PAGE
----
‘Regional markets are key’

Sri Lanka and Bangladesh have additional reasons for the move away from more protectionist policies in both countries, analysts say.

“During the crisis in Sri Lanka, I think we learned that regional markets are the key. Sri Lanka has missed the boat on other regional groupings and FTAs in the past. I hope joining RCEP and other FTAs will help us spread our market, and frankly think it will force us to become more competitive with international players,” explained Kasturi Chellaraja Wilson, CEO of Sri Lanka’s Hemas Group, the island’s biggest FMCG and healthcare company. She was speaking to a group of South Asian diplomats, economists and editors in Colombo, attending a “One South Asia” conference organised by the World Bank.

Meanwhile, Bangladesh is expect to graduate from the list of Least Developed Countries by November 2026, and will lose preferential access to global markets, with a recent OECD paper estimating that export earnings could drop by 14% and average tariffs could increase by 9%. According to The Business Standard, a Bangladeshi newspaper, its Commerce Ministry’s proposal said that joining RCEP could increase Bangladesh’s exports by $5 billion. As Bangladesh is already negotiating free trade agreements with six of 15 RCEP countries, joining the grouping would simplify the process, the proposal added.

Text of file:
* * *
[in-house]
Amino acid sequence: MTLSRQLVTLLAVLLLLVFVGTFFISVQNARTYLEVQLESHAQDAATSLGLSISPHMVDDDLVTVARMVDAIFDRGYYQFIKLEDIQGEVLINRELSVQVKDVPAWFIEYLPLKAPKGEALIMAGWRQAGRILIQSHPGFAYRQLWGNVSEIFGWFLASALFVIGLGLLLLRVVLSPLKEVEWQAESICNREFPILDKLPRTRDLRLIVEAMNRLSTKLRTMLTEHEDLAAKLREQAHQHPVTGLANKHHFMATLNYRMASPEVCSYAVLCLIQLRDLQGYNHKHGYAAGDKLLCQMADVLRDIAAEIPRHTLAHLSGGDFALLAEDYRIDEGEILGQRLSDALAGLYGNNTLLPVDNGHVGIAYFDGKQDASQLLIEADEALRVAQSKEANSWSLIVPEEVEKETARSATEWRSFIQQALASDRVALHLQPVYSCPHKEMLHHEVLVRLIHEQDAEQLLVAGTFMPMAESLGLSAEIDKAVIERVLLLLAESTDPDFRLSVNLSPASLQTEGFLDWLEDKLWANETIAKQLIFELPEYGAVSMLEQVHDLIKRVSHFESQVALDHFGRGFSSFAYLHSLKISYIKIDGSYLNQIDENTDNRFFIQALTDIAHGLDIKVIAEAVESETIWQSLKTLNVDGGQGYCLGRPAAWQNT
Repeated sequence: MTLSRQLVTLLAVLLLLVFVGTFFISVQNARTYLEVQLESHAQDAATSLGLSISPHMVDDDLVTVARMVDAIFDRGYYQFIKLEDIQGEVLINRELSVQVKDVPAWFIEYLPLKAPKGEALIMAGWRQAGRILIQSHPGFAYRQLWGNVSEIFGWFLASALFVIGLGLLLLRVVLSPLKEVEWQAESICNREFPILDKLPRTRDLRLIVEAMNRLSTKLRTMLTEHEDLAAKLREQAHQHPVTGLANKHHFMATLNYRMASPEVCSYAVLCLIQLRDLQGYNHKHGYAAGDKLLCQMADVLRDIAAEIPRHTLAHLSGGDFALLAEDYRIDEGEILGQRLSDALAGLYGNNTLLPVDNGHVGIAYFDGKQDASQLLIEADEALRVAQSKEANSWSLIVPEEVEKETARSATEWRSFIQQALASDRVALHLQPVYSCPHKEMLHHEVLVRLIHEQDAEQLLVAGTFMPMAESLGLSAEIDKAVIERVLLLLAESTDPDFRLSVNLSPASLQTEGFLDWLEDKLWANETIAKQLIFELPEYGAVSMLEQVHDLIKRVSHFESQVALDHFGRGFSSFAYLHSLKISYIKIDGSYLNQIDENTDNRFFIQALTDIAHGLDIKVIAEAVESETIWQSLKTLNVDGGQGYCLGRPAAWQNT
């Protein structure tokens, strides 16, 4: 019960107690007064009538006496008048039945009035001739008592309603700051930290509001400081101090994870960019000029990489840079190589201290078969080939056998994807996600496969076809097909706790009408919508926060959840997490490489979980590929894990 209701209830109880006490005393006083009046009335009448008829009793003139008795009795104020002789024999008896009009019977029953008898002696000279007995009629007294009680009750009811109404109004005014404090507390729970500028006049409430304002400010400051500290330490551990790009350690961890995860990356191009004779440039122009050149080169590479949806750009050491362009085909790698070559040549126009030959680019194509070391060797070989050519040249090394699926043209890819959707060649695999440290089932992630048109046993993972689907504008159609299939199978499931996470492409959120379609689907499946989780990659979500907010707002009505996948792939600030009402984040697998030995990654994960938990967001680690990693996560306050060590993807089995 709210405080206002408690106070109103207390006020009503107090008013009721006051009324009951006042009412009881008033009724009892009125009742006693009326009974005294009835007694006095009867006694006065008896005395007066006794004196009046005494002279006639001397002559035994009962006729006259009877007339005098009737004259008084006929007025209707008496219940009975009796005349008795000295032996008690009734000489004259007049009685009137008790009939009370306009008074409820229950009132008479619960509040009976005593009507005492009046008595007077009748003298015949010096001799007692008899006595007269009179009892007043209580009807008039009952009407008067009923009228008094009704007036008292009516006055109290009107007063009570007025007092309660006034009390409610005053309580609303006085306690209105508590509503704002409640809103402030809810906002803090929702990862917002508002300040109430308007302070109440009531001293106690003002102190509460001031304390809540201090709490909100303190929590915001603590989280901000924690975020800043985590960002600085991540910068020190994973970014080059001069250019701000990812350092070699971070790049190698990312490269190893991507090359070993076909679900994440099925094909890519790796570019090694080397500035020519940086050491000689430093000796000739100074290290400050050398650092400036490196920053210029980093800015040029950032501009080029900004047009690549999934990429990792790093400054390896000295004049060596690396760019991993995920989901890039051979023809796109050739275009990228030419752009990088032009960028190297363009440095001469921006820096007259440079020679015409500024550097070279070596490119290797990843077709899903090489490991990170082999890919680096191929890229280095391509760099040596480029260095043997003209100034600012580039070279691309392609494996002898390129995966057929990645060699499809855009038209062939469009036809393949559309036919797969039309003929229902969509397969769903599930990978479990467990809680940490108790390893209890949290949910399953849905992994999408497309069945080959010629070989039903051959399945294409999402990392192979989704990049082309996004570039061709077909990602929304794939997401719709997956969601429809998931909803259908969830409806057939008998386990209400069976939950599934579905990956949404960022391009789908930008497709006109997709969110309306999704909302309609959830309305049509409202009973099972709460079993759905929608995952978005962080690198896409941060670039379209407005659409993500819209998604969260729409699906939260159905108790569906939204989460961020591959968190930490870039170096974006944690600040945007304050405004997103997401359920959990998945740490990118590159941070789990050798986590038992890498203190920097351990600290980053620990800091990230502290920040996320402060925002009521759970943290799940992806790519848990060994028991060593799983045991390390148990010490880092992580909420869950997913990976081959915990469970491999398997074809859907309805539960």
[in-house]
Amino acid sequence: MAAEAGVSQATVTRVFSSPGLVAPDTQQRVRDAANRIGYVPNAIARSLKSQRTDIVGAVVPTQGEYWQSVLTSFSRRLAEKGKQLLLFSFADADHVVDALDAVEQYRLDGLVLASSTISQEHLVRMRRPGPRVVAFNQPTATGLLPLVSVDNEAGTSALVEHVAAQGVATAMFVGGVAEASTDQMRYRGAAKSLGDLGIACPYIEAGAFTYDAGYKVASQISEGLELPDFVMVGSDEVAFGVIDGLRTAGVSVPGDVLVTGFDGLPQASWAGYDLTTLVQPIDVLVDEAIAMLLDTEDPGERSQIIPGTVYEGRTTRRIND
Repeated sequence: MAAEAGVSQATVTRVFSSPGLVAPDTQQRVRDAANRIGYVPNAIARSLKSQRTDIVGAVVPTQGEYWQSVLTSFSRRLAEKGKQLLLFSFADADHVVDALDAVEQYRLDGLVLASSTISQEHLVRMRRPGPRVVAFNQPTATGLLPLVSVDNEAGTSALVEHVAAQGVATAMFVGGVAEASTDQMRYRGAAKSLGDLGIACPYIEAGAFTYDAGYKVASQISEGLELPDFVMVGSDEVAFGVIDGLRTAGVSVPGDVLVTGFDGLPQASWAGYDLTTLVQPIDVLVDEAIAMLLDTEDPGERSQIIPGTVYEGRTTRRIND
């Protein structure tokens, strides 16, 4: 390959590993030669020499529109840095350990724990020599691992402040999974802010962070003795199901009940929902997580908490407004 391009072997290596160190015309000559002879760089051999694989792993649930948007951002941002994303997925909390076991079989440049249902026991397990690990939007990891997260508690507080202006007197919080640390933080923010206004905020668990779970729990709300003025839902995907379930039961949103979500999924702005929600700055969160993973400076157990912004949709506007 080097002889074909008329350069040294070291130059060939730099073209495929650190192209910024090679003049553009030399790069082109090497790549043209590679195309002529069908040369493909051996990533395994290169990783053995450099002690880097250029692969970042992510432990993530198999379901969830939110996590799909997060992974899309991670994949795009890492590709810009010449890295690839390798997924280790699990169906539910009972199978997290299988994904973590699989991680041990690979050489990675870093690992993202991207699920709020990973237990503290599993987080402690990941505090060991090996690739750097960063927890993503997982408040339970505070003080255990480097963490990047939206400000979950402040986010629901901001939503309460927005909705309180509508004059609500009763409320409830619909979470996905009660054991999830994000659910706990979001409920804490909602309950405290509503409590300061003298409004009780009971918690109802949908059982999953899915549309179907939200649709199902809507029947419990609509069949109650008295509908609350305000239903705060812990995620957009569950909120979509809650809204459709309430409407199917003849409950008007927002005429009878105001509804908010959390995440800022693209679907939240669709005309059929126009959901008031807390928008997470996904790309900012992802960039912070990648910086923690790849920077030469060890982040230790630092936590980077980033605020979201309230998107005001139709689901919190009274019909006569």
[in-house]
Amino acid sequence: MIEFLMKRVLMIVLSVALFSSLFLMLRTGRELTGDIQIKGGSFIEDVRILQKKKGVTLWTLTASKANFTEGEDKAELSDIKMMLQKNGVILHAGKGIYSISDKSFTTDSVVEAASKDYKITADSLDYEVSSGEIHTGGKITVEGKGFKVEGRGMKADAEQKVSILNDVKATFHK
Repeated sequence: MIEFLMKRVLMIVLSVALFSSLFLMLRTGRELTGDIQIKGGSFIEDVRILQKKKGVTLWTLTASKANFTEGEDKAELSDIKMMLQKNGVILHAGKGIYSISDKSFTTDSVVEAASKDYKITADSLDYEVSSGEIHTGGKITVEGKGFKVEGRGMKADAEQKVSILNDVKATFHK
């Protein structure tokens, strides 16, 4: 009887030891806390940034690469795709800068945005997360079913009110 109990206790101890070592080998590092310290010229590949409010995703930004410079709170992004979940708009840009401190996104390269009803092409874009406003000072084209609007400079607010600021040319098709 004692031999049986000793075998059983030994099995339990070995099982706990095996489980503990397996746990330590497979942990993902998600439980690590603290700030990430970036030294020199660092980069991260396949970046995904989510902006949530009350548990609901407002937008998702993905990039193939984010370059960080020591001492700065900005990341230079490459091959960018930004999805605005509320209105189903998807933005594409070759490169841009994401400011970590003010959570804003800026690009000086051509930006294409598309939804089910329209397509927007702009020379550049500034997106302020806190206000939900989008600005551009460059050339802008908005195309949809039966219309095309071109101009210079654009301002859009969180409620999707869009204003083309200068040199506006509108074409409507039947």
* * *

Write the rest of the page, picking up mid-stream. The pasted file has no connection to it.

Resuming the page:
Welcoming applicants

Under the RCEP agreement that came into force in January 2022, the RCEP secretariat — based provisionally in Jakarta along with ASEAN — was mandated to accept membership applications from countries after 18 months, that is, from July 2023. This week, an ASEAN official said that the criteria for admission would also be finalised in the next few months, “by 2024”.

“We are at this stage of preparing the groundwork for the accession rules. Once that is done and finalised, it will lead to the start of the negotiations of potential accession by the respective countries,” Satvinder Singh, the Deputy Secretary-General for the ASEAN Economic Community, was quoted as telling local media in Jakarta last week.